Passages in the Old Testament that show an early Hebrew belief in polytheism are too numerous to examine in detail. I can cite only a few random ones. After the Israelites had crossed the Red Sea, for example, they sang a hymn of praise to Yahweh in which they said, "Who is like unto you, O Yahweh, among the elohim (gods)?" (Ex. 15:11). So obviously was the word elohim intended in this verse to convey the concept of gods in general that even the biased Bethel translators have printed it with a lowercase "e," but unless the Hebrews who sang these words believed that other gods existed, it would have made no sense at all for them to ask who among the gods was like unto their god Yahweh. In Psalm 95:3, it was declared that "Yahweh is a great El (god) and a great King above all elohim (gods)." But how could this psalmist have believed Yahweh was greater than other gods unless he believed that other gods existed to compare Yahweh to? Psalm 86:8 declared, "There is none like you among the elohim, O Yahweh." However, if the psalmist thought that Yahweh was the only god, his words of praise were completely meaningless. It would be as if someone said of the Eiffel Tower, "There are no Eiffel Towers like unto the Eiffel Tower." To say, however, that there are no towers like unto the Eiffel Tower grants clear recognition that other towers exist, and so it was when the Hebrews said that there were no gods like their god Yahweh. They were clearly indicating their belief that other gods existed.

Even as late as Solomon, belief in the reality of pagan gods still persisted. In declaring his plans to build a temple to Yahweh, Solomon said, "Great is our God above all gods" (2 Chron. 2:5). How could he have thought his god was greater than the other gods unless he believed other gods existed? Since in this case Solomon himself eventually resorted to idolatry (1 Kings 11:4-8), he very obviously believed pagan gods were real. In this respect, Solomon wasn't at all unusual. Throughout the Old Testament, Yahweh was compared to other gods in ways that showed a belief in the realness of the others. He was called "God of gods and Lord of Lords, a great God" (Deut. 10:17), but how could he have been God of gods unless other gods existed? The same comparison was made in Joshua 22:22 and Psalm 136:2-3. To the Hebrews, Yahweh was simply "God of gods," the greatest and mightiest of many existing gods. To deny this is to make all the words of Yahwistic praise like those just quoted completely meaningless.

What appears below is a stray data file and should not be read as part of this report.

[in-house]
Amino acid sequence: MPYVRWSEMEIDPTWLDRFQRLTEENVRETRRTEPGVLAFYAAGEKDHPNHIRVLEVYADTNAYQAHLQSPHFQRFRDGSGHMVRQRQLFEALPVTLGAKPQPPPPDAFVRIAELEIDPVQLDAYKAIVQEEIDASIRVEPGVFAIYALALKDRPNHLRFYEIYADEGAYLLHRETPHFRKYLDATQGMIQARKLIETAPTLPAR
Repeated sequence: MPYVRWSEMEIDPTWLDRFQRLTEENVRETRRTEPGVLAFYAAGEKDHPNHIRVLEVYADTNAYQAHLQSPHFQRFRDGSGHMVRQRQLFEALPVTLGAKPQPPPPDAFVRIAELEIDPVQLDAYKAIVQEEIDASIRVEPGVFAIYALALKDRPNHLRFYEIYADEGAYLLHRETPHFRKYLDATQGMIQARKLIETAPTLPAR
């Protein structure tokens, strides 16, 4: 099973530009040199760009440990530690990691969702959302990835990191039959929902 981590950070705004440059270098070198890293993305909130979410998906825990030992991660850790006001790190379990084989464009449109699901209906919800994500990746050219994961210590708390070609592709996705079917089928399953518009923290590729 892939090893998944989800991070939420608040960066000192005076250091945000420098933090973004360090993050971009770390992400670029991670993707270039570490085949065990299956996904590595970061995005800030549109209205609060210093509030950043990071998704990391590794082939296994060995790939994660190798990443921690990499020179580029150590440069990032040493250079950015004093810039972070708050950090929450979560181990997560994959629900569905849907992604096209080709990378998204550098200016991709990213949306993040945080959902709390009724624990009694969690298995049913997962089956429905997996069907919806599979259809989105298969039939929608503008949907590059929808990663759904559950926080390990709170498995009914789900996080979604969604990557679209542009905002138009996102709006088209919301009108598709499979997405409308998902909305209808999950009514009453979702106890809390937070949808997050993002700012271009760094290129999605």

Fundamentalists will of course point out that many Bible passages clearly teach that Yahweh was the one and only God. At the dedication of the temple, Solomon said to the people that "Yahweh is God, and there is none else" (1 Kings 8:60). (This was the same Solomon who shortly afterwards worshiped other gods, so we have to wonder just how strongly he believed what he said.) Moses also said that "Yahweh is God; there is no other beside him" (Deut. 4:35). So no one will dispute that the Bible in many places says that there is only one God, but trying to disprove that polytheism was believed by some Bible characters and writers by just quoting passages that clearly teach monotheism is to miss the point entirely. The contention of The Skeptical Review is that, contrary to what fundamentalists preach from their pulpits, the Bible is an inconsistent, contradictory book. The conflicting polytheistic-monotheistic views of its writers is just one example of its inconsistency and contradiction, so bibliolaters can't satisfactorily explain the problem by simply referring to the passages that appear to teach monotheism. Pitting scripture against scripture in this way only confirms the premise on which this publication was founded: there are obvious contradictions in the Bible. To satisfactorily resolve this matter, they will have to show that the passages I have presented and explicated in this article don't really teach polytheistic concepts.

I don't think they can do that. In Exodus 12:12, Yahweh said that on the night of the Passover he would execute judgment "against all the gods of Egypt." But how can judgment be executed against something that doesn't even exist? This is what bibliolaters must explain, because whoever wrote Exodus 12:12 clearly believed that the gods of Egypt were real gods.